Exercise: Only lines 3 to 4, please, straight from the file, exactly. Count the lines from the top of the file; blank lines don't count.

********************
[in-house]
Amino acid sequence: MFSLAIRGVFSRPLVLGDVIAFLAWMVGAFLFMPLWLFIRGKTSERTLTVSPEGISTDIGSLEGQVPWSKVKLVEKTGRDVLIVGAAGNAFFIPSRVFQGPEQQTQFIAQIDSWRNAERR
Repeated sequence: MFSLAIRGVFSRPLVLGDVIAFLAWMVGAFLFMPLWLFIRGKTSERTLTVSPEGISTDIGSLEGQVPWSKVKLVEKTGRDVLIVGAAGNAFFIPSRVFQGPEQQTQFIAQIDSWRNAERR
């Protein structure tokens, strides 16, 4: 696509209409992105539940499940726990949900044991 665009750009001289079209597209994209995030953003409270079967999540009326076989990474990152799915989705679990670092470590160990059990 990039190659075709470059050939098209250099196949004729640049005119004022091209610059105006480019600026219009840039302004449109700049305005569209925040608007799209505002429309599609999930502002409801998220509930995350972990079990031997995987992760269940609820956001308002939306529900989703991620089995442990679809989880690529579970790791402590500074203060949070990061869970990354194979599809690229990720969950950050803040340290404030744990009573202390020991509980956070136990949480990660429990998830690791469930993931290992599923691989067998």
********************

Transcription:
Repeated sequence: MFSLAIRGVFSRPLVLGDVIAFLAWMVGAFLFMPLWLFIRGKTSERTLTVSPEGISTDIGSLEGQVPWSKVKLVEKTGRDVLIVGAAGNAFFIPSRVFQGPEQQTQFIAQIDSWRNAERR
């Protein structure tokens, strides 16, 4: 696509209409992105539940499940726990949900044991 665009750009001289079209597209994209995030953003409270079967999540009326076989990474990152799915989705679990670092470590160990059990 990039190659075709470059050939098209250099196949004729640049005119004022091209610059105006480019600026219009840039302004449109700049305005569209925040608007799209505002429309599609999930502002409801998220509930995350972990079990031997995987992760269940609820956001308002939306529900989703991620089995442990679809989880690529579970790791402590500074203060949070990061869970990354194979599809690229990720969950950050803040340290404030744990009573202390020991509980956070136990949480990660429990998830690791469930993931290992599923691989067998």